COLUMBUS — There is a renewed push to get rid of Ohio’s death penalty.
Tuesday lawmakers, including one from the Miami Valley, talked about plans to end it.
Bills like Senate Bill 101 have been introduced before, but these latest efforts have bipartisan support.
Senate Democratic Leader Nickie Antonio (D-Lakewood) and Senator Stephen Huffman (R-Tipp City) are the primary sponsors of the bill which would abolish Ohio’s death penalty and instead pursue life without parole for capital crimes.
Antonio described the death penalty as “expensive, impractical, unjust, inhumane and erroneous.”
Huffman agreed that it’s costly.
“The cost of the average death penalty, including execution is $3 million per inmate compared with the average cost of a life without parole sentence for an Ohio inmate is about $1 million,” Huffman said.
According to the Ohio Department of Rehabilitation and Correction, there are more than 120 people on death row in the state.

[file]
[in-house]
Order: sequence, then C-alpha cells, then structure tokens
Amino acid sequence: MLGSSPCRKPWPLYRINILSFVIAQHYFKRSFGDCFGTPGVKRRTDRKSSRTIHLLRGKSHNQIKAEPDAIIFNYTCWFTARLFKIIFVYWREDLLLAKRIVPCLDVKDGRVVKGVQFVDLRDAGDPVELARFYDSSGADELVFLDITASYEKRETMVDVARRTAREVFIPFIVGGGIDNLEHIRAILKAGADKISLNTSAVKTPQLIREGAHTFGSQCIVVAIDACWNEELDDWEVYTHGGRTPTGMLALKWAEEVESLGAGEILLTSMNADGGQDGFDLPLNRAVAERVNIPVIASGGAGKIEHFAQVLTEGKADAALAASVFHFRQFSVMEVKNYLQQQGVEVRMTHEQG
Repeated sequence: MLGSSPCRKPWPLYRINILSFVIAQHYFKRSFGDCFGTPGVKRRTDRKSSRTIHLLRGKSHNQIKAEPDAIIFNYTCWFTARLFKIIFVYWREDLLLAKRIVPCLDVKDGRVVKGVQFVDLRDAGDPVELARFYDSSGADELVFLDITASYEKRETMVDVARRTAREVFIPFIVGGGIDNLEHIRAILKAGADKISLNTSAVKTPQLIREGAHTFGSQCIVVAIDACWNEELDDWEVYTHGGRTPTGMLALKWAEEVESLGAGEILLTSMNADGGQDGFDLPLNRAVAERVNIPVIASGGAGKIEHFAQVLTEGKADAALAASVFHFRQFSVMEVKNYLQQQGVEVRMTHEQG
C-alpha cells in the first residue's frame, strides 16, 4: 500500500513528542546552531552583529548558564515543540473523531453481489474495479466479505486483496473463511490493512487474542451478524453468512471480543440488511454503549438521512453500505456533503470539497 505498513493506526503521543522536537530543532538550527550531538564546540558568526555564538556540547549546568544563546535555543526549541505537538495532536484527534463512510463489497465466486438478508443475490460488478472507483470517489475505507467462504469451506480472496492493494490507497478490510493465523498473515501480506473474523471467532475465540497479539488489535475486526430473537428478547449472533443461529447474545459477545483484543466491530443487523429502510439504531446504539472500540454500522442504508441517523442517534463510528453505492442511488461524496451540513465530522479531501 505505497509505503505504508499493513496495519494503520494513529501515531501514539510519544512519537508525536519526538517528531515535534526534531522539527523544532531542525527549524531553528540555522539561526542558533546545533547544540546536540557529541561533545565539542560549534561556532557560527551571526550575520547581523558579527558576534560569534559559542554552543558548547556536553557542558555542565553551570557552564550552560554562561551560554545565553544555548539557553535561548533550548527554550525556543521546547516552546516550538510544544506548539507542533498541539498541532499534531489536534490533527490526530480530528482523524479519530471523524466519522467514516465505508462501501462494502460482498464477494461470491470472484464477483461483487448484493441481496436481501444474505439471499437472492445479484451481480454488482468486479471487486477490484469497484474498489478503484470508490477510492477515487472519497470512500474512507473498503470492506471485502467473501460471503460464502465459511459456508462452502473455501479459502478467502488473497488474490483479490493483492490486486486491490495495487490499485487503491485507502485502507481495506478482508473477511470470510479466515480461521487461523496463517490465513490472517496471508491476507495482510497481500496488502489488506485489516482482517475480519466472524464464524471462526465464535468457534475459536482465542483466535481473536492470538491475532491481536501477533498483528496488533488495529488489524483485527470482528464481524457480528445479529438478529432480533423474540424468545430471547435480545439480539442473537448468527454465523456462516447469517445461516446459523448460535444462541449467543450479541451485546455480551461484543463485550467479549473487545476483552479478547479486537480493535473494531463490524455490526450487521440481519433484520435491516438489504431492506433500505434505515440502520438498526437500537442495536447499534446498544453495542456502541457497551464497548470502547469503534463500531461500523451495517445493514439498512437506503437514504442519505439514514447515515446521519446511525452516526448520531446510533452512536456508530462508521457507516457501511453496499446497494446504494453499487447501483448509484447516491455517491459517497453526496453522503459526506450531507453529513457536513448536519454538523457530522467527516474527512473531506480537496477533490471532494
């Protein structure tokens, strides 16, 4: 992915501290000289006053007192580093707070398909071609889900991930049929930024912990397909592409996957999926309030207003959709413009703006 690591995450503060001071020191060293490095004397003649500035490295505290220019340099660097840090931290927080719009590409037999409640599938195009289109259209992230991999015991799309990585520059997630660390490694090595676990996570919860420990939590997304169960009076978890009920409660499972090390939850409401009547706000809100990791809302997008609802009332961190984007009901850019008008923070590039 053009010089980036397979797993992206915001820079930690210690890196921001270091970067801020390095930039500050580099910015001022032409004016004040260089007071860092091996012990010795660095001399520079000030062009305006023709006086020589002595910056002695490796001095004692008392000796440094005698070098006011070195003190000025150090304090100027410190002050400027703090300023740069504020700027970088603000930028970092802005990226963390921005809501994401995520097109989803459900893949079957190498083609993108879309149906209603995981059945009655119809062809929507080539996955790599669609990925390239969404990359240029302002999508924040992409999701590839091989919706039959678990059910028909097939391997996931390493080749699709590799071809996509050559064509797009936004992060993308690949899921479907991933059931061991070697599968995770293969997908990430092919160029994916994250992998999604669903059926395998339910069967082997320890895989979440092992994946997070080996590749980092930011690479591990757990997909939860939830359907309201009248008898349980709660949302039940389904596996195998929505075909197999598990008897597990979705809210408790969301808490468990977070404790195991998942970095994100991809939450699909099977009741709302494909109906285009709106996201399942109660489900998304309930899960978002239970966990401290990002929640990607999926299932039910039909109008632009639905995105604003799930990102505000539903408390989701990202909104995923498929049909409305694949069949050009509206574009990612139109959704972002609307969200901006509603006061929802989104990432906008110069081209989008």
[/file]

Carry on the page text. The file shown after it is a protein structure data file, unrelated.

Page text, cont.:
The Associated Press reported Ohio’s last execution was in July 2018.
Miami Valley residents had varying opinions about the punishment.
“I think that if the crime warrants the penalty, I would go ahead as long as the jury says so, I think it’s warranted. The really bad crime, yeah I think so, but it shouldn’t be overused,” Tim Missimer of Troy said.
“It’s tough but I know people can be transformed in prison. People can change their life not that I think that they should maybe get out...I just find a hard time killing anybody myself personally or wanting anybody to die,” Mike Smith of Piqua said.
For more than a decade Antonio said she’s introduced legislation to end the death penalty but nothing worked.
University of Dayton Law Professor Thaddeus Hoffmeister shared if he thinks the bill will become law this time.
“It has bipartisan support and it has a number of co-sponsors more so than the bills that have been introduced in the previous years. I think what you’re seeing is a growing trend in this country to move away from the death penalty. So not saying it’s going to pass but has a stronger chance than all the previous bills that have been introduced,” Hoffmeister said.
If passed Ohio would become the 24th state to abolish the death penalty.
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